‘Financially it made no sense but emotionally it made great sense’

Where The Heart Is: Writer Suzanne Power knew instinctively that she wanted to build a home in the Wexford field she discovered in 2007

It was late 2007 and writer Suzanne Power, her husband Albie Godson and their six-year-old twins, Finn and Rory, were standing in a field in Rathfardon, Co Wexford. Their daily commute from another part of the county was becoming too much. They were looking at sites, hoping to build close to Killegney, where the boys had recently started school. The field was long and sloping, framed on one side by the Blackstairs mountains. Something about the place connected with Power.

“I just had this intuitive feeling ‘you’re supposed to be here’. I was governed by that. Financially it made no sense, but emotionally it made great sense. We knew that the financial crash was coming, but for us, figures don’t make as much sense as family. We didn’t care about equity, the equity was in our kids.”

With the site purchased, the building work commenced.

“I wanted a U-shaped house with a clear line of sight from the front door to the back garden so that when you opened the front door you felt you were going through the house, not into the house.”


By 2008 the Power-Godson family were walking through that front door. Once the basic necessities were in place, Power started to gather the second-hand and found objects that would fill the rooms.

“Everything here has a story. Whenever I have a lump of money I get very bored and I think, ‘oh no, I can go and buy a full-price something’. That just doesn’t suit me. We are gatherers. At one time we had no curtains, the stove was falling apart and we were having to use chicken wire to hold the door shut, but we were buying Japanese prints for each other and adding to Albie’s Domino and TG Green ceramics collection. There’s two bathrooms that have no cold taps at the moment, but the amount of love and energy that the house offers, compensates. I get frustrated by the broken things, but I’m growing the next generation, so if the boys need a piece of equipment and I need a new fridge freezer, I’ll always go for the piece of equipment.”

Minimalist’s nightmare

Power describes her home as a minimalist’s nightmare. It’s full of things with their own story. Things like the blue cross that Rory made for her, an incidental note that Finn gave her.

“He wrote ‘Focus on Happiness’. I framed it and stuck it up on the wall. There’s work from my friend, Barbara, a textile artist and Julie, a ceramicist. I find treasure, I bring it home, it reaches the debris stage and then I release it. It all sounds very calm. It’s not. It gets to the point where I’m falling over things.”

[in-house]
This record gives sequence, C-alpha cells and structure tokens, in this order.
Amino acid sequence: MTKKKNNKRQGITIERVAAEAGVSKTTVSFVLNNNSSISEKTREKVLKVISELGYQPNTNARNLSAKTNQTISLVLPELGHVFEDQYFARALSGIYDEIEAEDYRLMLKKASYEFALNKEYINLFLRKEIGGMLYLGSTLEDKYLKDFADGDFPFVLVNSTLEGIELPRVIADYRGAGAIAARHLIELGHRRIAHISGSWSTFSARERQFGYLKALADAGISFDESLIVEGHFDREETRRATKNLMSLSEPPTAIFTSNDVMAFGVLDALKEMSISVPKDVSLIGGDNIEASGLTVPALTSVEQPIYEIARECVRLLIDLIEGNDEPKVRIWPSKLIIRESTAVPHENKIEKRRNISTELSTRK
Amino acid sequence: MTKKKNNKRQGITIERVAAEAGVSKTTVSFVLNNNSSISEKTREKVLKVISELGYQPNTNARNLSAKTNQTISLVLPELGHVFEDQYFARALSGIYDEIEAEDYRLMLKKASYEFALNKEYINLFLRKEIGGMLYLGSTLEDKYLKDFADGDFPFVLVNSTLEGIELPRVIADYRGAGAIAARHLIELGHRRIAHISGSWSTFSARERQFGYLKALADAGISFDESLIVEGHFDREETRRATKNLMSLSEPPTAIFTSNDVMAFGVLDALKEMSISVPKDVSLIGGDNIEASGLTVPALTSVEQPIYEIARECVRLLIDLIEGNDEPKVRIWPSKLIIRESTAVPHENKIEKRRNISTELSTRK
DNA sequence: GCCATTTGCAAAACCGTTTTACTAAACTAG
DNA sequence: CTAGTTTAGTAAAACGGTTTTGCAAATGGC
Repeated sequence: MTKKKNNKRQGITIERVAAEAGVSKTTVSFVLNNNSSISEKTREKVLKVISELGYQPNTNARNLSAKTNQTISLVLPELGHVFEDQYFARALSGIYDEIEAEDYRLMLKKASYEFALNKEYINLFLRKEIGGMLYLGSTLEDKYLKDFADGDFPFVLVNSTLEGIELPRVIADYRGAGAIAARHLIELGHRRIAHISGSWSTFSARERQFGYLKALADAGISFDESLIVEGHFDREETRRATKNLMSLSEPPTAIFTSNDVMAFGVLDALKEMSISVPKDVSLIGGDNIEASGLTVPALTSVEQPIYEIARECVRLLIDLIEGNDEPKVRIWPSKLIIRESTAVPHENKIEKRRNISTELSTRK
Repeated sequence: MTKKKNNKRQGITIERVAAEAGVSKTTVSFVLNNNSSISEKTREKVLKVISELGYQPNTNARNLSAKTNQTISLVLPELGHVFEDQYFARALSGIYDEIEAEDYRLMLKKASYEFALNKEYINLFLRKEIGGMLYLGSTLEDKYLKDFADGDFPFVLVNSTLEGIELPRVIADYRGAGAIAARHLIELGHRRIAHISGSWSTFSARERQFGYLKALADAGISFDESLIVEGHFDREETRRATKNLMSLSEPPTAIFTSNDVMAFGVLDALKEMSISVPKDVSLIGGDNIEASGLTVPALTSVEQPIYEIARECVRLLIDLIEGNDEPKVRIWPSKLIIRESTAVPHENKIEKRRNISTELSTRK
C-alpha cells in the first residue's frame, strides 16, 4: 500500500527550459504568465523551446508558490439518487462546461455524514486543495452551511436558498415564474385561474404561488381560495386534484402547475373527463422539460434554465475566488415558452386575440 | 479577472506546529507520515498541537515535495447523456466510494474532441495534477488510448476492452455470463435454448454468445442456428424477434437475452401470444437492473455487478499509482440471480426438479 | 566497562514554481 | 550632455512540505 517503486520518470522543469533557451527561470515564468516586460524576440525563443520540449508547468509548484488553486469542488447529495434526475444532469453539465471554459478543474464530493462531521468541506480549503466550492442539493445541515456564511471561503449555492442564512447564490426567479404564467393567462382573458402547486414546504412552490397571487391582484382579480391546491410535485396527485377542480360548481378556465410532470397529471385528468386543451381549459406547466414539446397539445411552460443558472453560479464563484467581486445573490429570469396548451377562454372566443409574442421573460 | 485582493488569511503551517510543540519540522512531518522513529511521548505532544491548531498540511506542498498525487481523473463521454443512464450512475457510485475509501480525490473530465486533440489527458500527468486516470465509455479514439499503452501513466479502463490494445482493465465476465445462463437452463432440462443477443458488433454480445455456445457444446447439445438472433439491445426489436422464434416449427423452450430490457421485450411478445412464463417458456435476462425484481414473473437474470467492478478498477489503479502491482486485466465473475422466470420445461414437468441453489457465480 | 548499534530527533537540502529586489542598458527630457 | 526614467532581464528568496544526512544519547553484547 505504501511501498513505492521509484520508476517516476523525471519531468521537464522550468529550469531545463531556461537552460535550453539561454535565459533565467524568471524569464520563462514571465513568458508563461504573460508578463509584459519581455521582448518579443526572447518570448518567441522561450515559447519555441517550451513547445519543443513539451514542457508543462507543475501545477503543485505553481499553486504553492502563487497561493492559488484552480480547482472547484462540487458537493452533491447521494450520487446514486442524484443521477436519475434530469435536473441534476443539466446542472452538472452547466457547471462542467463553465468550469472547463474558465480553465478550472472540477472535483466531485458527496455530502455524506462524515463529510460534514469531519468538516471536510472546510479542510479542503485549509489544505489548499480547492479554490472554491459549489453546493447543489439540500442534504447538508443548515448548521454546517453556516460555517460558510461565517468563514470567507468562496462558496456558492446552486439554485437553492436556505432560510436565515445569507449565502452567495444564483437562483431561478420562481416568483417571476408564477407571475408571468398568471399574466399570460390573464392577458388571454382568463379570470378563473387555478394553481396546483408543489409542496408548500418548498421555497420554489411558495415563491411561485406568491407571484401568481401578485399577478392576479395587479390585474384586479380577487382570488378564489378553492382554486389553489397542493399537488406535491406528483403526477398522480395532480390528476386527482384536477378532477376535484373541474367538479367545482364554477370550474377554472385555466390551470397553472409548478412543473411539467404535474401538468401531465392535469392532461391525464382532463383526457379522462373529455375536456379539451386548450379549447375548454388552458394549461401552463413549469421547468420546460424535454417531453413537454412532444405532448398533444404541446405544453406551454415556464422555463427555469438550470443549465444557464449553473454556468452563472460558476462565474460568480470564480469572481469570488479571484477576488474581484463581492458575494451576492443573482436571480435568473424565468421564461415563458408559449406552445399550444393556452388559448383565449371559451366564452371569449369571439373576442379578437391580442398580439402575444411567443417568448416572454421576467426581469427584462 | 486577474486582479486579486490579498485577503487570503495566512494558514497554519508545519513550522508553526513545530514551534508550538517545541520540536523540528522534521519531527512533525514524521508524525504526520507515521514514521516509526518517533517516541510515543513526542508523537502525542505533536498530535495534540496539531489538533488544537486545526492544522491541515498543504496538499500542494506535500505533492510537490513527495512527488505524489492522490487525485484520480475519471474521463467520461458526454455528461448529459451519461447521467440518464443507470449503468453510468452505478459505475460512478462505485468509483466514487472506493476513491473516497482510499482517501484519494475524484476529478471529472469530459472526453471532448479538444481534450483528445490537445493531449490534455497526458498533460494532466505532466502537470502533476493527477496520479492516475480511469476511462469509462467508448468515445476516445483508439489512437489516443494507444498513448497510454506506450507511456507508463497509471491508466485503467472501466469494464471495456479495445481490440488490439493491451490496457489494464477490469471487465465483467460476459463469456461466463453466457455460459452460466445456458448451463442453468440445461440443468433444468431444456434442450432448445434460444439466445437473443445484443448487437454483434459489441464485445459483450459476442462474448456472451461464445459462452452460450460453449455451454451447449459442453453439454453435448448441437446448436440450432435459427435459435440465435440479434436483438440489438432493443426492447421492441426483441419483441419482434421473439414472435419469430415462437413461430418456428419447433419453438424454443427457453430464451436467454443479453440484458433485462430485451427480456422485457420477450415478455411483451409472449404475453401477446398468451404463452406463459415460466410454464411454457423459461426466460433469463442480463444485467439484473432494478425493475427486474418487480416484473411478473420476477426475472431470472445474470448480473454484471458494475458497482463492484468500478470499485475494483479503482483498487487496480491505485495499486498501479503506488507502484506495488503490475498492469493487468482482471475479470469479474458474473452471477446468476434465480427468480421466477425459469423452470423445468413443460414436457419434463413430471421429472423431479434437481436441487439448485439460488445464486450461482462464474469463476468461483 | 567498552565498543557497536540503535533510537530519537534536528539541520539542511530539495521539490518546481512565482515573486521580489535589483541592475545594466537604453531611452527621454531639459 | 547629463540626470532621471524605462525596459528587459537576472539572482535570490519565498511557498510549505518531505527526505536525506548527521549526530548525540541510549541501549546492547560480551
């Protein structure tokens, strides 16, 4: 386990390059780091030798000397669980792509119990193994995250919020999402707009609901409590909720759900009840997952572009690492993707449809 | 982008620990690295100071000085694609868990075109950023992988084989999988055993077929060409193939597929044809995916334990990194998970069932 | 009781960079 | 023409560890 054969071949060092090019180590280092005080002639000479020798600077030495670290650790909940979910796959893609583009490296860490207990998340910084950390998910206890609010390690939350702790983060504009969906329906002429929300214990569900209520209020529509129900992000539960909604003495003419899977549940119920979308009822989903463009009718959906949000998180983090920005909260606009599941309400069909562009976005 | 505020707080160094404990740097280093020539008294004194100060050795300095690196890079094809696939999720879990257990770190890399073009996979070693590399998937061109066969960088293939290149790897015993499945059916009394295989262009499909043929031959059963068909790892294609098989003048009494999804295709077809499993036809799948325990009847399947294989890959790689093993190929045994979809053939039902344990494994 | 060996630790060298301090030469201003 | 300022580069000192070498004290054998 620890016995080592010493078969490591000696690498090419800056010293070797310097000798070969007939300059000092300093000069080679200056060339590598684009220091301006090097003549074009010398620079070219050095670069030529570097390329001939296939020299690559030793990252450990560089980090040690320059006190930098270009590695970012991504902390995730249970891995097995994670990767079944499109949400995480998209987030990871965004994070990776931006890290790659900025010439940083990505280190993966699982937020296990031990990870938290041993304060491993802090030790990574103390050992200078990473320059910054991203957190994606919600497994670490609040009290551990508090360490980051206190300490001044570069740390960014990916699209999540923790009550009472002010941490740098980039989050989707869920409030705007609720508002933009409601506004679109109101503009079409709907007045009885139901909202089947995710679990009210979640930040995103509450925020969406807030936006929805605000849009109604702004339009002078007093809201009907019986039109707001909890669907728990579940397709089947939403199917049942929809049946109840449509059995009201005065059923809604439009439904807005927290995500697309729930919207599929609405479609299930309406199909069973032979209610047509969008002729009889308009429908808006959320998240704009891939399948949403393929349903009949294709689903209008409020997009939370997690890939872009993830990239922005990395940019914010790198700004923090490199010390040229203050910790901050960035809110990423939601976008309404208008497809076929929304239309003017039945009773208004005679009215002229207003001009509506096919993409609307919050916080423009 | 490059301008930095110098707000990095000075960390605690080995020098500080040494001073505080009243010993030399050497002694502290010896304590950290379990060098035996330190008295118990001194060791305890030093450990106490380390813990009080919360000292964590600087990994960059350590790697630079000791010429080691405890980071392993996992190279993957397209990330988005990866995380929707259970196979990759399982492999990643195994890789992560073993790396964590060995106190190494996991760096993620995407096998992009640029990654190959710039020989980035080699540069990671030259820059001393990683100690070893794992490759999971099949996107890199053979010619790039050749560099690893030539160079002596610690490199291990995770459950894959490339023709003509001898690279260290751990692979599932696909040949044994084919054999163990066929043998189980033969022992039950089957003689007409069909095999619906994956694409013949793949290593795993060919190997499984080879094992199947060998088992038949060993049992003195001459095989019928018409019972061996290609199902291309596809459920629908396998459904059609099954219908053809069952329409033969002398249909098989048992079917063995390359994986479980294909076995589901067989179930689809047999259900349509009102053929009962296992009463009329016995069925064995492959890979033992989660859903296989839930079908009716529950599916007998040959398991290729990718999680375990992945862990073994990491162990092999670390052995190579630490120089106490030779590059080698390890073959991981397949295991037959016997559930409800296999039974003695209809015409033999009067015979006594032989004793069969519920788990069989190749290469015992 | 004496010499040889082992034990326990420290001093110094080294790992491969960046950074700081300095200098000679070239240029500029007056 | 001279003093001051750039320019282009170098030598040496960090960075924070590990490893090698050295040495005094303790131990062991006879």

Despite the abundance of objects, Power has found a space in the house to create what she describes as a little enclave of her own.

“It’s a room I would aspire to sit in one day, looking at views of the horizon from my vintage blue velvet sofa. I call it the implausible room. It’s where I’m going to go and watch a girl film. Right now I watch a lot of hitting, fighting, shooting and kicking films, but one day I’m going to watch a black and white vintage girl film with a china cup in my hand. But, if I ever have the time to do that I’m not living.”

Power describes herself as a wanderer, someone whose nature is to always move on. But this house has held her for longer than any other.

“If you said to me, everything will go in the morning, I’d take the two stuffed toys my boys were given on the day they were born, my laptop, my people and animals. If you said – I have to leave in the next half hour, I’d be capable of doing that. I’d love to know what it’s like to be born in a place, to live there, to grow up and to die there. But that won’t be my experience of life. I have a front door key for almost every year of my life, but I think children like and need permanency, and so I’ve been very rooted in providing nests.

“The thing is though, you know that growing quiet, when young people are away? Well suddenly there’s a moment where the stillness becomes sadness for me and I think – wouldn’t it be great to have someone to give out to? I could see myself wandering again, when our family have grown, but how could I ever let go of this? This home will never be a palace, but it’s a palace of dreams, a place where we are utterly ourselves. We all have a sense that wherever we are in the world, we will always come back to here.”